• PR/AstroTurf/Lobbying

    • People in Glasshouses (With Windows) Shouldn’t Throw Stones

      Microsoft’s call for “droidrage” stories on Android comes across not just as a rather feeble attempt to divert people’s attention from Windows Phone’s abysmal showing in the smartphone market, but also as deeply hypocritical: if there is any platform that deserves a “rage” tag, it’s Windows, thanks to the tens of billions of dollars of harm it has inflicted on its users

      Most people love their Android phones and tablets, so Microsoft will have to write the rage stories themselves.

  • Censorship

  • Why “Safe Harbor” Laws Are Disastrous For Free Speech

    the “safe harbor” provisions have gradually shifted the environment to suppress free speech and expression in favor of the suppressing industries: the copyright industries. … The DMCA was, and is, an abomination. So is the habit of letting corporations guard our right to free speech. It must be unconditional, and it isn’t when there is any kind of intermediary liability. … corporations would rather err on the side of caution, preferring to throw a thousand users to the wolves in error than becoming liable for one shielded in error.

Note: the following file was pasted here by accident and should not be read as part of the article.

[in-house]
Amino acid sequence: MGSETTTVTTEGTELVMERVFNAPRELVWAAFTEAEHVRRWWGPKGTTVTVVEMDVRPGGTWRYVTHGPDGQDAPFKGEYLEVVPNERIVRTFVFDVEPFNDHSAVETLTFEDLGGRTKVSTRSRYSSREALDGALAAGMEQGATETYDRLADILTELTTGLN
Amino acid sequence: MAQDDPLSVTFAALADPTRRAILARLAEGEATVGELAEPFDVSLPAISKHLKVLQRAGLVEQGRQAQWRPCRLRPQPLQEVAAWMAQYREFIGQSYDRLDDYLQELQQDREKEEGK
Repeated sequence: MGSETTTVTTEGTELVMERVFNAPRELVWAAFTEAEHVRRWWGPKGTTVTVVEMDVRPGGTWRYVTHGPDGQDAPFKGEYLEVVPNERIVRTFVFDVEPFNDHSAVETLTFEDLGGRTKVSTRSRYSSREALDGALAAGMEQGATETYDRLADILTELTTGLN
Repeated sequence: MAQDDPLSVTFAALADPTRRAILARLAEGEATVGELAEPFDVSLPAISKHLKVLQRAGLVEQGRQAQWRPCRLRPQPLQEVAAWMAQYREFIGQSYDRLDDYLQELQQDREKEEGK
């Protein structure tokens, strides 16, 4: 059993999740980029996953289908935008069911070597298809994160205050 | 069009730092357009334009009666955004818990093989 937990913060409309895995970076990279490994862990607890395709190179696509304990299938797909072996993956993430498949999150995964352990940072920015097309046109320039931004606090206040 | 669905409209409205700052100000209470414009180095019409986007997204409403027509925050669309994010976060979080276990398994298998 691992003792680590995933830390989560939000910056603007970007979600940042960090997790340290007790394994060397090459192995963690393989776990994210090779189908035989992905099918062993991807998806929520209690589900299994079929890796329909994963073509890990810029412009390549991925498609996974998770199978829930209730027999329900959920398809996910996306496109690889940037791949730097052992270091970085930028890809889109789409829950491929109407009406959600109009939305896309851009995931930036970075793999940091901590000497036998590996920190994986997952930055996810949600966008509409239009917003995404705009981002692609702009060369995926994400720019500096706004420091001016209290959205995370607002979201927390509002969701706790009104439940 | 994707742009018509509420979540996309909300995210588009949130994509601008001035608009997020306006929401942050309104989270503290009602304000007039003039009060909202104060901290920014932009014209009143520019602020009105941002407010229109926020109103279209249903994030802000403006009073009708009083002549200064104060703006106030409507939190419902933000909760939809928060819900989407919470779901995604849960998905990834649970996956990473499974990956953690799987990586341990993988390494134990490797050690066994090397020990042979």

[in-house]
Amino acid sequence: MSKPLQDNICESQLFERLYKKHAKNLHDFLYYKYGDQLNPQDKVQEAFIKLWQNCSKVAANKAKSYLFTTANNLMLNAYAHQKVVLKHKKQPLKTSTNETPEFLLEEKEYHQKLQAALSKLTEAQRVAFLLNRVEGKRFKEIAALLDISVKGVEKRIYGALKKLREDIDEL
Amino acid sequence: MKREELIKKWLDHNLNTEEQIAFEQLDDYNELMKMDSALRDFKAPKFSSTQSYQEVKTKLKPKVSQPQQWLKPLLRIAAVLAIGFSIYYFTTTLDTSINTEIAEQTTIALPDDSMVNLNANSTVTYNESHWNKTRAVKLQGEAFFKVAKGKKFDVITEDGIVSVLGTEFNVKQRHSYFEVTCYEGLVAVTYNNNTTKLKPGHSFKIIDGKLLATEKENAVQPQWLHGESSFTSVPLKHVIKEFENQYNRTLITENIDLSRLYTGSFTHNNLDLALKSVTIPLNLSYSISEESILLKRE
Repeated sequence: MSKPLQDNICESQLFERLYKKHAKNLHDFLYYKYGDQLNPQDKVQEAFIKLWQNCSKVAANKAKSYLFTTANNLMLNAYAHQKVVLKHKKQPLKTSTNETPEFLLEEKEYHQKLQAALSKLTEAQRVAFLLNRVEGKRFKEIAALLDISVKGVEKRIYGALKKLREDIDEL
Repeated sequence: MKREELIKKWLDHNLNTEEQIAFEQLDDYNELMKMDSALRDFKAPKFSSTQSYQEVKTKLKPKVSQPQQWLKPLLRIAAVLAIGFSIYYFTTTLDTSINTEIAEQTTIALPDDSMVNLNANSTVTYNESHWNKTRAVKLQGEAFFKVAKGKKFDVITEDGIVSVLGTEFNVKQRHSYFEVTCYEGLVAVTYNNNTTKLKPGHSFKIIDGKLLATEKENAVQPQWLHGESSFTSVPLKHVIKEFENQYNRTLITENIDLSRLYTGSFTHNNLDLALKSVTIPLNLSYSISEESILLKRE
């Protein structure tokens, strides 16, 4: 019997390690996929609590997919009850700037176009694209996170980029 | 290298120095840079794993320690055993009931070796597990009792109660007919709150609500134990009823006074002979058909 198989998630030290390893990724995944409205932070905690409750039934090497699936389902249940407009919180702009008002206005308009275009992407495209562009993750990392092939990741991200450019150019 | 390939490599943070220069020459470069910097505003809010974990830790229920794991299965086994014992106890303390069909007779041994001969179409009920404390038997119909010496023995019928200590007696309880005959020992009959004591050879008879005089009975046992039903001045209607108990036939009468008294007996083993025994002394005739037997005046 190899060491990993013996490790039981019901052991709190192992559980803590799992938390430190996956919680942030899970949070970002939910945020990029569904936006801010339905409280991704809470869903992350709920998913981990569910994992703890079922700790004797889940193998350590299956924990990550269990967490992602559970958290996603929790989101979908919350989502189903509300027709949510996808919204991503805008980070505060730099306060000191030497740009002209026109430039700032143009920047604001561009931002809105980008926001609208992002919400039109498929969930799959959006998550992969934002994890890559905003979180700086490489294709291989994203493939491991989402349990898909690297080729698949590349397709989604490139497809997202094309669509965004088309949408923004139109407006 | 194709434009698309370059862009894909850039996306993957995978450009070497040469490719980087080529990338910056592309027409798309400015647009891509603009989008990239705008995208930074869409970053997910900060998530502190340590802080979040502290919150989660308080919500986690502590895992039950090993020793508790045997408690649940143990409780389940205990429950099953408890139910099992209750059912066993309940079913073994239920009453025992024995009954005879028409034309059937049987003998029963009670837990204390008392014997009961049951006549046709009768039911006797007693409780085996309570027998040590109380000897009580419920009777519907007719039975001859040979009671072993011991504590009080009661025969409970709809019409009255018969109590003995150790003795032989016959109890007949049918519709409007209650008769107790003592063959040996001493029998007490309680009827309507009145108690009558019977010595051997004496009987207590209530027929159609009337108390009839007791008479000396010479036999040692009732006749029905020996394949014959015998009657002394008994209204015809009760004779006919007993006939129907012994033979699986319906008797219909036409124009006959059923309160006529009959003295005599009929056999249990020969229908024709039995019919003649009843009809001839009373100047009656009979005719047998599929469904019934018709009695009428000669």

• The lawmakers who brought you SOPA and other censorship bills

    anyone running against these folks would be missing out on a huge opportunity not to make the incumbent’s support of censoring the internet into a campaign issue.

    Many of the names are familiar from other legislative disasters.

  • The GoDaddy boycott was effective, so people should boycott other companies too.

    GoDaddy capitulating is a huge win, because it’s the first stone to come out of the wall. Now that GoDaddy has demonstrated that they were taking too much damage to continue with their support of SOPA, it empowers people to exert similar pressure on other companies, and it demonstrates to those companies that there are enough angry people out there that you need to listen up and pay attention.

    Keep migrating your domains and avoid things from the other bullies who would waste your money ruining the internet to preserve their position in the world.

  • Civil Rights

  • Internet/Net Neutrality

    • People say a lot of ill-informed things about Chrome, and mostly they don’t deserve a response, but …

      It’s very simple: the primary goal of Chrome is to make the web advance as much and as quickly as possible. That’s it. It’s completely irrelevant to this goal whether Chrome actually gains tons of users or whether instead the web advances because the other browser vendors step up their game and produce far better browsers. Either way the web gets better. … Google succeeds (and makes money) when the web succeeds and people use it more to do everything they need to do. … the whole “You’re funding a competitor!!!” angle is misguided. Google is funding a partner.